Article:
After a sit down at a pavement cafe to recover from the culture shock, we continued north of the Charles Bridge, to see the ‘Peeing Statues’ outside the Kafka Museum. We had already tried reading some Kafka but didn’t get along with it, which probably tells you something more about our level on the culture scale. The statues were far more entertaining! Two robotic statues which pee famous quotations into the water – apparently you can even SMS text a message for them to ‘perform’. Their small pond looks to be in the shape of a map of the Czech Republic. I hope the locals don’t notice – revolutions have been started for less.

Back into the Old Town. 110 CZK each to climb to the top of the Old Town Hall Clock Tower. When I say ‘climb’ you can take a series of lifts most of the way! Once up there, the views over the city were fantastic. The gallery photos show tiny people in the square far below us, like looking down into a model village. On one of the photos I’ve zoomed in to the area behind the Tyn Church, where we spotted our hotel just around the corner from the dark gothic landmark of the Powder Tower. On another zoom into the same photo, we found a random shark. He was a regular feature spotted on our walks around the town, we think advertising Prague pub crawls by night.

In addition to its modern clock faces, the Clock Tower also houses the ancient Astronomical clock. Every hour, a huge crowd gathers below to watch the show when it chimes. And across the square, perhaps the most striking and memorable of all of Prague’s landmarks, the Church of Our Lady Before Tyn. The gothic black towers and turrets are lit at night, presenting an eerie combination of a Disney fairytale castle mixed with something more suited to Count Dracula.

So there we have it. An excellent city break over 3 nights, and one we would wholeheartedly recommend.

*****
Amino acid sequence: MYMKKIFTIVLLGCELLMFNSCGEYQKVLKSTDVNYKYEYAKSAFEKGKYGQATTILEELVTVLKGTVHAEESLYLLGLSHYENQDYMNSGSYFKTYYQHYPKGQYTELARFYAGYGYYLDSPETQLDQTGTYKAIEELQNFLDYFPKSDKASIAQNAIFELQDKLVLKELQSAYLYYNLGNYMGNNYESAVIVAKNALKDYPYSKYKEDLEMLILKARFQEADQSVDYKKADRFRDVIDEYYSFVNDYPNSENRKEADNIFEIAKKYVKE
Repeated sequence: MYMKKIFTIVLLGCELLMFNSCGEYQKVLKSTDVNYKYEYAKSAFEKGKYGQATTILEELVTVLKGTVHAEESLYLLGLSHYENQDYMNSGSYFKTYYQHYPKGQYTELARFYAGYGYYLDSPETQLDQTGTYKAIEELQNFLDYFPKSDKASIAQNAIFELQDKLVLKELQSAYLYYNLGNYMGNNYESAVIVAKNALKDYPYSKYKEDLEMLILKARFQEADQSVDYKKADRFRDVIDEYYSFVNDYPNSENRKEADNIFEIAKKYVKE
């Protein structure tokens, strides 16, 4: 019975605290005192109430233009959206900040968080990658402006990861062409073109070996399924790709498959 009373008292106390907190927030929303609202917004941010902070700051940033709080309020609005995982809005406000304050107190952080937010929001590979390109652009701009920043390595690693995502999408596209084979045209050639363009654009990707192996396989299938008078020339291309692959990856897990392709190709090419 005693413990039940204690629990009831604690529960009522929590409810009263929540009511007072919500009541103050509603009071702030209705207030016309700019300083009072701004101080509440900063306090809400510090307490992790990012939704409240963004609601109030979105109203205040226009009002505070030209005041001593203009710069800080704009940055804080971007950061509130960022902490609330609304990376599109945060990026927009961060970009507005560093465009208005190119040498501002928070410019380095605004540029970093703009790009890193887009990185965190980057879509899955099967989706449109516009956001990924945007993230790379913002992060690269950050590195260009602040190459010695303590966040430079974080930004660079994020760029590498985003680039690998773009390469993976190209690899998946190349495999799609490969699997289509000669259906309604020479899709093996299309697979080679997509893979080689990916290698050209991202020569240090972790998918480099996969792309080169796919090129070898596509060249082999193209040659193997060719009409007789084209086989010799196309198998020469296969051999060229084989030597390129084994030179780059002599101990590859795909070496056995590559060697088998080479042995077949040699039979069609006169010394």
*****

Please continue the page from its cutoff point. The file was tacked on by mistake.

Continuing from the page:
The rest of this post covers some technical notes about phones and cameras etc, so non-geeks move along now, there’s nothing for you to see here!

This is the first time I’ve left my Nikon digital compact camera at home, and solely used my Samsung Galaxy phone for picture taking. I figured that even without an optical zoom for nicely framing a photo, the resolution is now so good that I can snap a photo without any zoom, then worry about cropping and framing later using an Android image editor. And it’s one less device to carry around.

I also took my recently-acquired Tesco Hudl tablet on the trip. It’s a 7-inch screen, so just the right size to pack in a small flight bag with our travel documents, passports and so on. By bluetoothing photos across to the Hudl, I could edit them on the larger screen, then upload them on the hotel’s free WiFi. Great for reading and passing the time in airports and on the plane too.

Both devices run off a micro-USB charger, and I also took a small USB battery pack out with me each day (fed from the same charger) in case GPS plus camera drained the phone too quickly.

Some favourite apps I had on both devices for the trip:
‘MapsWithMe’, with offline mapping for the Czech Republic downloaded in advance. Although I’ve got an Overseas Data package included in my phone contract, I figured Google Maps could quickly eat through my daily allowance. The free version of MapsWithMe allows for basic GPS navigation on some extremely detailed mapping. How detailed? – the statues on the Charles Bridge are all individually named!
Mixed opinions on ‘Tripomatic’. It’s great for advance planning on their website, dropping thumbnail images of places you want to visit onto a good street map. But it relies on a data connection for each refresh of the detailed trip plan on the Android app, so I ended up preparing a PDF file of our trip plan on the website then saving this onto my phone for offline viewing. Their PDF guides are very polished, providing general notes about the destination, then specific summary advice on the location, opening hours and admission charges for all of your saved activities.
‘TripAdvisor’ is a personal favourite, with its crowd sourced reviews giving a balance of opinions on places. I also downloaded their ‘Prague City Guide’, which allowed me to save our planned activities in a similar manner to tripomatic, and the offline map plus guide integrated nicely into TripAdvisor’s online mapping and navigation screens.
‘Oanda Currency Converter’, ‘Google Goggles’ and ‘Google Translate’ are ever-present on my phone of course.